Twitter Myths Uncovered: Useful Tips for Networking

Saturday, September 15, 2012
Drawing by ShawnCampbell
I'm not sure if the following are really MYTHS, but they are points that I've discussed with students in my social networking classes from time to time. It seems that until you start using Twitter, it is a foreign mass of confusion. But let's get right down to it. I'll list the MYTH, explain it, and then add a couple tips that will help you use Twitter to network or promote. Here we go:

1. When I send out my tweet, every one of my followers sees it. So, they are ignoring me when they don't visit my blog, buy my book, come to my event, or so on. This is a definite myth. When you tweet, it goes out into the Twitter-verse in "real time" (or at the time you scheduled it to go out). Everyone who is on Twitter at that moment that is also following you will MOST LIKELY see your tweet, although if they are using third party tools like Tweetdeck and are following thousands of people, your tweet might get lost in the shuffle. So, just because you sent out a tweet announcing your book release party, this doesn't mean even half of your followers saw it. If they weren't on Twitter at the time (or shortly after) OR they don't look specifically on your Twitter profile to see what you are tweeting every day, they are going to miss it.

TIPS: If you have a big announcement, then you should tweet about it IN DIFFERENT WAYS several different times throughout the day or even in  a week's time. Don't send the same tweet five times in one day. But if you want to announce a big contest or the next book in a series, then plan a few different ways to tweet this, being fresh and original, the week you want to announce it. Don't always tweet at the same time of day either.

2. I have to get on Twitter and read all the tweets from the people I am following that I missed when I was signed off. It takes me forever. This is your preference, really; but honestly, you don't have to read every tweet that went out from people you are following since the last time you were on Twitter. That would be so time consuming and not even useful. If you are following one or two people very closely--maybe an agent you are planning to submit to--you can always check his or her Twitter profile and read all the tweets sent out since the last time you logged on. But you don't have to do this for every single person you follow. It's not that important.

TIPS: I always recommend to my social networking students to start using a third-party Twitter tool like Tweetdeck or Hootsuite once they are following between 50 and 100 people. These tools help you organize the people you are following into groups. For example, I have columns set up in Tweetdeck for friends, writing friends, children's writers, famous people, moms, and so on. When I log on to Twitter, I can see easily what these different groups of people have been writing about recently and join in on the conversation. If someone wrote something particularly interesting, I can click on his profile to see the tweets I missed and gather more information.

3. If someone follows me, I have to follow them back. This is the biggest myth out there. Do not follow Tweeters JUST because they follow you. You follow people on Twitter because they have something in common with you or you find them interesting. For example, with WOW!'s Twitter account, I follow any writer who mentions us or interacts with us on Twitter in some way. I also follow Tweeters whose name I recognize from taking a class with us, writing an article, buying an ad, or so on. We get a lot of marketers and contest-crazy folks who follow us on Twitter--I don't usually follow these people back because they follow anyone with an account just to build their numbers. Twitter is not about numbers--it's supposed to be about relationships and sharing information.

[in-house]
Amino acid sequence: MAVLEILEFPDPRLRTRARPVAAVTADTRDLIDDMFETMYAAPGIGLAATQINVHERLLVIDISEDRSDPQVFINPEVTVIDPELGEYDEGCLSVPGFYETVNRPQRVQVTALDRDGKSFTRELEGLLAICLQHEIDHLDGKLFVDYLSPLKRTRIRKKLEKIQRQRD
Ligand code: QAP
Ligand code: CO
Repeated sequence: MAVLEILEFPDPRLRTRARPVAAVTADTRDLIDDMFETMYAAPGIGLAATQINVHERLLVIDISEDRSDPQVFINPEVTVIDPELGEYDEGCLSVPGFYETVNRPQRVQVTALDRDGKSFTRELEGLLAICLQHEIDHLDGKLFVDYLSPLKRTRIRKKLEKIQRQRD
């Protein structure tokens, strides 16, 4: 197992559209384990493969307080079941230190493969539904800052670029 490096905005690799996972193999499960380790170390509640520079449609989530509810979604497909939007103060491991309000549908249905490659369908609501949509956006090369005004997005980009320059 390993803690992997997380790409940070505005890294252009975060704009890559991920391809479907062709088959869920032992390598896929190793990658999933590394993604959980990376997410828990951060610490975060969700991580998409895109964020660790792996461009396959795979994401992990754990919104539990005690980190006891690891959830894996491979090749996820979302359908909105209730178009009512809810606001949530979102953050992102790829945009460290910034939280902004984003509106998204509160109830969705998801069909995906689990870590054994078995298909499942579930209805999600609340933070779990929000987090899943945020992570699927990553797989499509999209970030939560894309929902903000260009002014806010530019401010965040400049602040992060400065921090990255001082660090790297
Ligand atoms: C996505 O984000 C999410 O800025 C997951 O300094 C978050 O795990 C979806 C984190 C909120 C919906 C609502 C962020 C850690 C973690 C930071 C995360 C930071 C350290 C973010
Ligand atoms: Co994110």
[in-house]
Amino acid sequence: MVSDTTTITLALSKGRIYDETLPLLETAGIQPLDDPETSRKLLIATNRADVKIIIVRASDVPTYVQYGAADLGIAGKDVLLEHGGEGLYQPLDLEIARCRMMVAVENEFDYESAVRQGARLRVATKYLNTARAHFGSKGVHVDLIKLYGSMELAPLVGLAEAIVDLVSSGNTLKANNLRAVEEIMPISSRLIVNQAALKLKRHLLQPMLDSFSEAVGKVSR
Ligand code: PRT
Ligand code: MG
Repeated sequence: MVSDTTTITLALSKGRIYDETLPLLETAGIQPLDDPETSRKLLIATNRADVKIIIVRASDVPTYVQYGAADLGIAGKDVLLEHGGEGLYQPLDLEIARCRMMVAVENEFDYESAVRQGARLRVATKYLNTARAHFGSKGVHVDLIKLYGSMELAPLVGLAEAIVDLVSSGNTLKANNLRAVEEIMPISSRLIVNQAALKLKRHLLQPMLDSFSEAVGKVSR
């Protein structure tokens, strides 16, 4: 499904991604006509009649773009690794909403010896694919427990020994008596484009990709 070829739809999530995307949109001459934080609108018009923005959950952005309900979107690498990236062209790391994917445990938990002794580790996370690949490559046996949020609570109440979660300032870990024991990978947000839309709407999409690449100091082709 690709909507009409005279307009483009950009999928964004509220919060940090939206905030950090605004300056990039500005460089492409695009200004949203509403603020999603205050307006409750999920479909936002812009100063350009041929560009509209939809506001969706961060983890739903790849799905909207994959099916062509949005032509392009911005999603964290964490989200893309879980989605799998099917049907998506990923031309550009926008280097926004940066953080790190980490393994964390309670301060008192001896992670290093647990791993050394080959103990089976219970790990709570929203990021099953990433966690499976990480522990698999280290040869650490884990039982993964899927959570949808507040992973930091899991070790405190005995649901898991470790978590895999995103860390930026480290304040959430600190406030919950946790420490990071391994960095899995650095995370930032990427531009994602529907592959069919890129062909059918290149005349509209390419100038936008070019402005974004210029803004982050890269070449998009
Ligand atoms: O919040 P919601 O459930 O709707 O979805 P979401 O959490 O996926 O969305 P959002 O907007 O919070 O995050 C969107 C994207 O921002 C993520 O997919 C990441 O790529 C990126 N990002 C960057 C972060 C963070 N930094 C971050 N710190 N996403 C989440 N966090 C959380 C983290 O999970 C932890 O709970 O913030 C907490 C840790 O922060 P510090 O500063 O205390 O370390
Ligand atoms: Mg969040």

TIPS: Go through your followers list once or twice a week if possible. Read the short description each person wrote about themselves. If the person shares common interests or lives in your same city or so on, follow her. If you don't think the person seems real or has anything to share with you, don't follow her. Also in turn, don't expect every person you follow to follow you. You should interact with other Tweeters--reply to their tweets, retweet their links--in order to get noticed and get more followers.

Margo helps writers who are new to Facebook, Twitter, and LinkedIn in her beginning social networking class, which starts on September 17, 2012. Do you have a Facebook account but don't know how to use it to market yourself? Have you never opened a Twitter account? Is your LinkedIn profile only 25 percent complete? If you answered yes to any of these questions and you want to learn more, then sign up for the class. Margo is offering FOR THIS SESSION ONLY a free 30-minute phone consultation for no extra charge. To sign up, go to the WOW! classroom page. 


Harriet Garner said...

Thank you. This is the most practical, straight-forward blog I have ever read. I love @TweetSmarter too.

John's World said...

Great Post!!

Other than posting on twitter,I tend to spend time maintaining the people I follow. If I feel they have changed (and people do) or their post don't relay to me I'll drop them. I suspect (by in large) that's how people would view my account when they are following me.


Margo Dill said...

@Harriet Thanks for the compliment. We are glad it helped. :)

@John: I totally agree. People change as their situation changes. I used to tweet about my dog--now after my daughter was born and in the NICU--sometimes my tweets are about that. I REALLY think you can't get too concerned about the numbers game or you'll go crazy. :)

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